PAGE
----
What your internet speed test results really mean
Looking for a better understanding of internet speed test results? We break down the mysteries of download speeds, upload speeds, bandwidth and much more.
You can tell a lot about your internet plan and what it offers by running a quick speed test. And when you see your results, you’ll notice some internet jargon, like ping and jitter, with numbers next to them. If you’re unsure about what those results really mean, you’ll want to read on. We’re here to break down the mysteries of what internet speed test results really mean. Plus you’ll get to find out what kind of internet speeds can lead to a smooth streaming experience.
First, let’s look at some terms you’ll see—an internet speed test glossary if you will.
This determines how fast you can receive data, which includes viewing websites and streaming music. When you’re downloading that new app or game, a higher download speed means you’ll get it onto your device faster. Faster speeds also allow you to stream high-quality media with fewer interruptions.
This is how fast you can send data, like photos or documents. Sending those work files, posting videos online and transmitting your side of a FaceTime call all benefit from fast upload speeds.
Measured in milliseconds (ms), ping refers to how long it takes for a data packet to travel from your device to the provider's server and receive a response. High ping can result in lag and is usually caused by network congestion at the service provider level.
Jitter refers to the variability in your high and low ping and is best kept low to avoid lag. Jitter is not really noticeable when reading text, but high jitter can result in buffering and other interruptions during gaming or streaming.
Standing for megabits per second, 1 megabit is 1 million bits of information. This is a standard measure of internet speed—not to be confused with megabytes (MB), which is a measure of size rather than bandwidth.
The maximum amount of data that can be transmitted over an internet connection in a given time, bandwidth is typically measured in bits per second (bps). A higher bandwidth means that more data can be transmitted at once, resulting in a smoother online experience.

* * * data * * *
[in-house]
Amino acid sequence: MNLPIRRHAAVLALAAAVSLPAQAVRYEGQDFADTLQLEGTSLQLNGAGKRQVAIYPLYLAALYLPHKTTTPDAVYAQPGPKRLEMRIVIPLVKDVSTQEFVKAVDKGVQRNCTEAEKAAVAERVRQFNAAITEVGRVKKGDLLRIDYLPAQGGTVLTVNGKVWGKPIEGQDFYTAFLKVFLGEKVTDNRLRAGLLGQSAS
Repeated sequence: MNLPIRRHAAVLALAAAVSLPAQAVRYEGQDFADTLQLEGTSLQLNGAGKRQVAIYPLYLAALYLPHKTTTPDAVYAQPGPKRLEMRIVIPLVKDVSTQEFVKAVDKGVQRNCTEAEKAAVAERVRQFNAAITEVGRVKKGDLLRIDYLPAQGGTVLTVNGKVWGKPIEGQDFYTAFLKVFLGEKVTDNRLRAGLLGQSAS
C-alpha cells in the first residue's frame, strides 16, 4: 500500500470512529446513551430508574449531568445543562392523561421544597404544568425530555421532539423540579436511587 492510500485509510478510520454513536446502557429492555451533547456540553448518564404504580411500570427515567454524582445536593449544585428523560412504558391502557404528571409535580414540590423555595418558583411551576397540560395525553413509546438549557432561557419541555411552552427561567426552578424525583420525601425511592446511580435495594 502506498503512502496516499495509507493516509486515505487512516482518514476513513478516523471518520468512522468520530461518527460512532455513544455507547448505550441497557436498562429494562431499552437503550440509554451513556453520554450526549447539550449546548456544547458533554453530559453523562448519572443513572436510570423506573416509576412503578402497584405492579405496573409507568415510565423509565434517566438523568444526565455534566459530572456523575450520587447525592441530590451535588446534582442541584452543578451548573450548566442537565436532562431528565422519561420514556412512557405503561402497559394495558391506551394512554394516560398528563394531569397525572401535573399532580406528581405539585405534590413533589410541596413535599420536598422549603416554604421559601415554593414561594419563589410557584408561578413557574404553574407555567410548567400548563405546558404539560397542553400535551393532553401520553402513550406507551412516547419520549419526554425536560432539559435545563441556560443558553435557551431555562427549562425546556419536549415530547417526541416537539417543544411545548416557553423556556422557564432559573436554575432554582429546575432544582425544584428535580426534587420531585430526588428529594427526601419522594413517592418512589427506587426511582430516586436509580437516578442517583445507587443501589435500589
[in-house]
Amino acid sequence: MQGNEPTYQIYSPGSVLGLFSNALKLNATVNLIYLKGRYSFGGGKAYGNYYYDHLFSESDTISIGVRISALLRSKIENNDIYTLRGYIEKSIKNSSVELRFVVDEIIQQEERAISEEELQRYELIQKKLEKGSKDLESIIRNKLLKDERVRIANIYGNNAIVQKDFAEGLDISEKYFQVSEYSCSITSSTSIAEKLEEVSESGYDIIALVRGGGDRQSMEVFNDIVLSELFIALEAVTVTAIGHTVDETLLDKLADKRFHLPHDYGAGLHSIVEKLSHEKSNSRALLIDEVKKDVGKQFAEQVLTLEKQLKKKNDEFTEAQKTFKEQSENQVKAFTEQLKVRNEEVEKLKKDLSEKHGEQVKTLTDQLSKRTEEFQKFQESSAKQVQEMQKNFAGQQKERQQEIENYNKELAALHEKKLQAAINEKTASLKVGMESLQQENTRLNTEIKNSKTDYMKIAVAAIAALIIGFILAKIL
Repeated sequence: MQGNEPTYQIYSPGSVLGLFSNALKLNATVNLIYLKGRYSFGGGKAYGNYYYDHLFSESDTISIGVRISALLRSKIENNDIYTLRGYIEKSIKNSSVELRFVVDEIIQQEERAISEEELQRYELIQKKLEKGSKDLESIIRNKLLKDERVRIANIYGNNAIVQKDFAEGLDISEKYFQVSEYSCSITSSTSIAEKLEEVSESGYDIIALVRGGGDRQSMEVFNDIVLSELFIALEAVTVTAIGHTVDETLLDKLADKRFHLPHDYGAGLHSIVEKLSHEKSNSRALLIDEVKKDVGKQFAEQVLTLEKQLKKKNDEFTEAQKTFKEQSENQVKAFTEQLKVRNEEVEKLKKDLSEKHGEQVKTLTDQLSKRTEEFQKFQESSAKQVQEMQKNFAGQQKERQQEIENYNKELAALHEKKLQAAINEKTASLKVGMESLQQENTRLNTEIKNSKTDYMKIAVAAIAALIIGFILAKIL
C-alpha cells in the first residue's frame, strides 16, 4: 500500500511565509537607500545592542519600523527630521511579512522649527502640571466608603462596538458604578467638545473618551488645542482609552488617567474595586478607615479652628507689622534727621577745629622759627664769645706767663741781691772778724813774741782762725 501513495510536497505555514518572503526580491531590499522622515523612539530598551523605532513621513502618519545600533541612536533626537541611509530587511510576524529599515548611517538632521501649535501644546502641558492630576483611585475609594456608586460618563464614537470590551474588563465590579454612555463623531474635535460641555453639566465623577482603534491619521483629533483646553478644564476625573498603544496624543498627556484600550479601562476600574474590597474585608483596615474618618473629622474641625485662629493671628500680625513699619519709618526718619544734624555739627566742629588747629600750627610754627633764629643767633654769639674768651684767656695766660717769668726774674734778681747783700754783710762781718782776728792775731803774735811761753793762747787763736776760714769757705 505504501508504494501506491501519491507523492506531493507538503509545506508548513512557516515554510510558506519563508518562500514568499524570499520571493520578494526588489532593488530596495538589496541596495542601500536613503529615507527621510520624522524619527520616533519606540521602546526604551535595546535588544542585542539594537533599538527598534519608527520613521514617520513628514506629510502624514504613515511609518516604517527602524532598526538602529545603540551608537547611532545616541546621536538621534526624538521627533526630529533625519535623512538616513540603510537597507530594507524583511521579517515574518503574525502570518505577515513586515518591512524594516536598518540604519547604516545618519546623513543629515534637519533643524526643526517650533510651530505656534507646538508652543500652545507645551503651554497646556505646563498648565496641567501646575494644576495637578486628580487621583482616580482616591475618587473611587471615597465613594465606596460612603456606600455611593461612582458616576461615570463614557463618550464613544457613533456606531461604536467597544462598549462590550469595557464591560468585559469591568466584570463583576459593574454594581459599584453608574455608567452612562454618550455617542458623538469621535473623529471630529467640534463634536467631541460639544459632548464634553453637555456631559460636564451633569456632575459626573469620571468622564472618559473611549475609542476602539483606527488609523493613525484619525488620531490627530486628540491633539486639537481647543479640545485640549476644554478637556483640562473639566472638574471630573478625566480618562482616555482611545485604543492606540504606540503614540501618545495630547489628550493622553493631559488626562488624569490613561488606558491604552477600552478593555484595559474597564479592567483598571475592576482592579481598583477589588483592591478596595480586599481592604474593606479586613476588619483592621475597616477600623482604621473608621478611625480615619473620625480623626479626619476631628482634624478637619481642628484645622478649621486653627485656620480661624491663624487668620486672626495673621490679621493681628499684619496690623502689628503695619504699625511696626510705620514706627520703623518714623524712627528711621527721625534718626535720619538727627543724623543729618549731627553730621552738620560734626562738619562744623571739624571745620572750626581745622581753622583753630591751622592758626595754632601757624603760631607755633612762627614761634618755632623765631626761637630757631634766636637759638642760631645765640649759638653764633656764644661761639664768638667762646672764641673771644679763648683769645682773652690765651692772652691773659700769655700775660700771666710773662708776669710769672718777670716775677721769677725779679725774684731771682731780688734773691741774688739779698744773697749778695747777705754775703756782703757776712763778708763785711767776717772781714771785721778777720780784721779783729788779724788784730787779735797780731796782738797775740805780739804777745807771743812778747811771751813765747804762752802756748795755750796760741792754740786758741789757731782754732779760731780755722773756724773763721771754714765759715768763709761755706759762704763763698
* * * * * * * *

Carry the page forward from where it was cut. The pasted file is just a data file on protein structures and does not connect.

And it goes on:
If you’d like to get into more detail with these definitions, you should definitely check out our help center where we offer more examples to help you understand the numbers you see on your screen.
What’s a good internet speed?
Your ideal internet speed depends on what you plan to do online. Some people can get away with fewer Mbps, while others may need more. Let’s break it all down.
*Ting Internet’s 1,000 Mbps plan is designed to handle 20+ devices seamlessly, even when your entire family uses the internet at the same time.
Fiber internet with Ting
Ting Internet is fiber optics from A to Z. Whereas other providers may use aging copper wiring, fiber is faster and regarded as more stable. Fiber is purpose-built for the internet!
Virtually all internet providers offer an asymmetrical connection—that's where uploading is significantly slower than downloading. For example, 25 Mbps down / 5 Mbps up is a common plan. Your ability to send information out is (in this example) five times slower than your ability to receive information.
Ting offers symmetrical Gigabit:
Symmetrical = the same download speed as upload speed
Gigabit = 1,000 Mbps
Ting plans = 1,000 Mbps download and 1,000 Mbps upload
What can I do with 1,000 Mbps?
Everyone uses the internet differently, so there's no one correct answer here. In general, though, your internet connection is shared by everyone in your house, and each device that connects to it affects the speed for everyone else. One key benefit of a gigabit connection is that multiple devices can each be doing bandwidth-intensive tasks at the same time without bogging each other down.
Joey could be downloading a 50GB PlayStation 4 game and Ross watching YouTube in 4K on his high-end desktop computer while Chandler, Rachel and Phoebe are each watching HD Netflix movies on their own tablets. Even if Monica is on a video conference call with her parents with a large cooking video uploading in the background, each wouldn't slow down the other because of the large amount of bandwidth available with fiber.
Tired of endless buffering?
A reliable fiber internet connection is essential for a great online gaming experience, seamless streaming and improved business operations. Ting fiber internet offers just that—lightning-fast speeds and stability that won't let you down.
Ready for fiber internet? Check your address and find out if Ting is available in your area.